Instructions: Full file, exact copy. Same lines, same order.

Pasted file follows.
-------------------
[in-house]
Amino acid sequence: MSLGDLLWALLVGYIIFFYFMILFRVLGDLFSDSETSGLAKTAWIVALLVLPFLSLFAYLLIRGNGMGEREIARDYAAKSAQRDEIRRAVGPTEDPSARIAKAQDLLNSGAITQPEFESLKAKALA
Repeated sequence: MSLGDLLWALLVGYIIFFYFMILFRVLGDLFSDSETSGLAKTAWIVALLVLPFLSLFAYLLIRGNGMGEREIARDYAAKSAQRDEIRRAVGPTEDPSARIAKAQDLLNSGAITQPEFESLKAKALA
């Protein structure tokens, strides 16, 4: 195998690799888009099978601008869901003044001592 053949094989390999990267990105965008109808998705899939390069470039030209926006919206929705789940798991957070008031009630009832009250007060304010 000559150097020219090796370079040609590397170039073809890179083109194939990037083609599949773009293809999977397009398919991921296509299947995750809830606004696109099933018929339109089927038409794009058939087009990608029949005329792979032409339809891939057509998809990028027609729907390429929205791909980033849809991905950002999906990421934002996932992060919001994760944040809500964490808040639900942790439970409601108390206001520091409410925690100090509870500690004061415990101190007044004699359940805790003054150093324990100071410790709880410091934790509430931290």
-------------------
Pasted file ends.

[in-house]
Amino acid sequence: MSLGDLLWALLVGYIIFFYFMILFRVLGDLFSDSETSGLAKTAWIVALLVLPFLSLFAYLLIRGNGMGEREIARDYAAKSAQRDEIRRAVGPTEDPSARIAKAQDLLNSGAITQPEFESLKAKALA
Repeated sequence: MSLGDLLWALLVGYIIFFYFMILFRVLGDLFSDSETSGLAKTAWIVALLVLPFLSLFAYLLIRGNGMGEREIARDYAAKSAQRDEIRRAVGPTEDPSARIAKAQDLLNSGAITQPEFESLKAKALA
């Protein structure tokens, strides 16, 4: 195998690799888009099978601008869901003044001592 053949094989390999990267990105965008109808998705899939390069470039030209926006919206929705789940798991957070008031009630009832009250007060304010 000559150097020219090796370079040609590397170039073809890179083109194939990037083609599949773009293809999977397009398919991921296509299947995750809830606004696109099933018929339109089927038409794009058939087009990608029949005329792979032409339809891939057509998809990028027609729907390429929205791909980033849809991905950002999906990421934002996932992060919001994760944040809500964490808040639900942790439970409601108390206001520091409410925690100090509870500690004061415990101190007044004699359940805790003054150093324990100071410790709880410091934790509430931290």